The currency has not bounced back from the Brexit-shock
Sterling pushed through the 87p level against the euro for the first time in three years yesterday afternoon, a worrying but probably predictable development for Irish exporters, border retailers and the tourism sector here.
The UK currency has now lost 14% in value against the euro since the Brexit vote in June and could slip lower as the Bank of England’s ongoing bond-buying programme depresses UK interest rates and the return on bonds making sterling a less attractive currency for investors.
The UK's Consumer Price Inflation (CPI) rose 0.1% to 0.6% in July, as the increasing cost of fuel and second-hand cars drove up transport prices. The Retail Price Index (RPI) figure is up from 1.6% in June. Economists had been predicting the CPI figure would remain unchanged.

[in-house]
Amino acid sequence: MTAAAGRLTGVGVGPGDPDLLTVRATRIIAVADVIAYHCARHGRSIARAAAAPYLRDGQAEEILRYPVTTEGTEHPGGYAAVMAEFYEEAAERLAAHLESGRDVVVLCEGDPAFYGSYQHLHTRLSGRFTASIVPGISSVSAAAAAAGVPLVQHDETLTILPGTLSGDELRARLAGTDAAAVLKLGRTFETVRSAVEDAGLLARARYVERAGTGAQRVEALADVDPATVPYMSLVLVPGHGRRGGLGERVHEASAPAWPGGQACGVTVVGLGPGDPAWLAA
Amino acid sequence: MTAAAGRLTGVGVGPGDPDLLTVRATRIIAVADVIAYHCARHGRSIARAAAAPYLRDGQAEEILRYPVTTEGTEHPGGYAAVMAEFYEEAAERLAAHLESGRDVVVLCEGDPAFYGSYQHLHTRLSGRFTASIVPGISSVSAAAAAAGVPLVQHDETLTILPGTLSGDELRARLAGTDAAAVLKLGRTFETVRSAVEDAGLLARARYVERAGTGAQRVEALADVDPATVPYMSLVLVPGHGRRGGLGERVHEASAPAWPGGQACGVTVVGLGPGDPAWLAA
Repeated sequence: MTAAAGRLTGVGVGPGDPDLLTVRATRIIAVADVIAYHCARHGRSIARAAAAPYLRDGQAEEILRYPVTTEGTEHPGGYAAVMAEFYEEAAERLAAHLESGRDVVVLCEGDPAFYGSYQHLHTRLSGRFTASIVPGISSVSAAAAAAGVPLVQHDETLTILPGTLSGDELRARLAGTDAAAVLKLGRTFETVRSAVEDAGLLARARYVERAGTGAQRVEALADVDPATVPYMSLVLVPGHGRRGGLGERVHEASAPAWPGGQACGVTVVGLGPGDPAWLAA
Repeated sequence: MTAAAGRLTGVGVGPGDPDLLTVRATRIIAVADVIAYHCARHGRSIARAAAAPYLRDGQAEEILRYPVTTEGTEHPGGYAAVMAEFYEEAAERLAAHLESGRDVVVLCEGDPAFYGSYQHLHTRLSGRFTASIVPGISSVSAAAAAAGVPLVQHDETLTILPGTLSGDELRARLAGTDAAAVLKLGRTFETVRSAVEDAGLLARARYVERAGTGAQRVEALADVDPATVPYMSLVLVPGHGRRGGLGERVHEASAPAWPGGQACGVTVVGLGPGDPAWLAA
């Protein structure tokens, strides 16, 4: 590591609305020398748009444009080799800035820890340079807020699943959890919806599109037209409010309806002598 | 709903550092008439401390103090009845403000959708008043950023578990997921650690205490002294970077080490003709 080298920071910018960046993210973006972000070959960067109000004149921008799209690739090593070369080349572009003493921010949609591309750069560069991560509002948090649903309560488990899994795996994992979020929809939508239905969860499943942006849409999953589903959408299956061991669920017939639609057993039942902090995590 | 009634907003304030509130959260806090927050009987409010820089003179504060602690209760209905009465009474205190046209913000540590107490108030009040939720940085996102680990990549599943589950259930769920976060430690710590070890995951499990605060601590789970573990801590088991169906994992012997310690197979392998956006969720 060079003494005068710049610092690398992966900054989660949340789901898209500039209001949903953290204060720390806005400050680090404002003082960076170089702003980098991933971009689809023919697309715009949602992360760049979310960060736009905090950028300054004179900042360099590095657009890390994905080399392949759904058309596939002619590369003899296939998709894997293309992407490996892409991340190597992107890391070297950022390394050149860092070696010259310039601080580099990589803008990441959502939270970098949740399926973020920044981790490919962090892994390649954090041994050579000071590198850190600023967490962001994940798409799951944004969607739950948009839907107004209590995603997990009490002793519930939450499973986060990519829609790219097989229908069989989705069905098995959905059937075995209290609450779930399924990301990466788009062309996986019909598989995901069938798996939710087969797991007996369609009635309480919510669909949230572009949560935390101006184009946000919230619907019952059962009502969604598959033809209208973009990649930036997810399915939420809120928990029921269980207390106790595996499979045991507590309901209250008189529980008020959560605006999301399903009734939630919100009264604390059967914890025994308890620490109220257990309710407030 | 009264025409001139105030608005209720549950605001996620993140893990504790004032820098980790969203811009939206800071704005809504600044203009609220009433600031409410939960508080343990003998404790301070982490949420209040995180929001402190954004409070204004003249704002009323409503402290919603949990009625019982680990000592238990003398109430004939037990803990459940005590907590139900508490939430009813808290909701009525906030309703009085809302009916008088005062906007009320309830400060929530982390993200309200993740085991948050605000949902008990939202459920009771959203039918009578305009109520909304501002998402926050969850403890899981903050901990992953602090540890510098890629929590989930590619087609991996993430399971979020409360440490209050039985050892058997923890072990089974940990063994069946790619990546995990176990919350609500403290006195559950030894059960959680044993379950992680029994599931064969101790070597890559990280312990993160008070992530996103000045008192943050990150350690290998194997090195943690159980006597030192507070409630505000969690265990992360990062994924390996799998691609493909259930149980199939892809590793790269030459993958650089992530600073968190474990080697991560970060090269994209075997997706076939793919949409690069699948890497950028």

Mike Prestwood, head of prices at the Office for National Statistics said: "The Consumer Price Index has continued in July its recent slow upward trend since late 2015, with transport costs the biggest single factor this month.
"There is no obvious impact on today's consumer prices figures following the EU referendum result, though the Producer Prices Index (PPI) suggests the fall in the exchange rate is beginning to push up import price faced by manufacturers."
Additional reporting by IRN